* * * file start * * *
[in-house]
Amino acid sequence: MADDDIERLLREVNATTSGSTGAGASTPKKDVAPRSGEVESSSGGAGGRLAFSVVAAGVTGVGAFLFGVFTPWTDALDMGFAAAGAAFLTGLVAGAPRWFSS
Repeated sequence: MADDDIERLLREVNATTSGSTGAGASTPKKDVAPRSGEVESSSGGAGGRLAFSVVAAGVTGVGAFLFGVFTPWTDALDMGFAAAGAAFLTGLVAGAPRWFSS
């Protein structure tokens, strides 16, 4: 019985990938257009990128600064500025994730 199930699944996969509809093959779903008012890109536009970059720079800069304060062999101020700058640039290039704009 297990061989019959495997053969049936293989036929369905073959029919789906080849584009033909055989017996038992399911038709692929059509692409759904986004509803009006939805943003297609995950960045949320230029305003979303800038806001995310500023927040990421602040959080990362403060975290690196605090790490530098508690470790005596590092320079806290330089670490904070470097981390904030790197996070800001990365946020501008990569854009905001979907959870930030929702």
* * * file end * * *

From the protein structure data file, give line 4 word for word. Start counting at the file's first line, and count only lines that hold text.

């Protein structure tokens, strides 16, 4: 019985990938257009990128600064500025994730 199930699944996969509809093959779903008012890109536009970059720079800069304060062999101020700058640039290039704009 297990061989019959495997053969049936293989036929369905073959029919789906080849584009033909055989017996038992399911038709692929059509692409759904986004509803009006939805943003297609995950960045949320230029305003979303800038806001995310500023927040990421602040959080990362403060975290690196605090790490530098508690470790005596590092320079806290330089670490904070470097981390904030790197996070800001990365946020501008990569854009905001979907959870930030929702």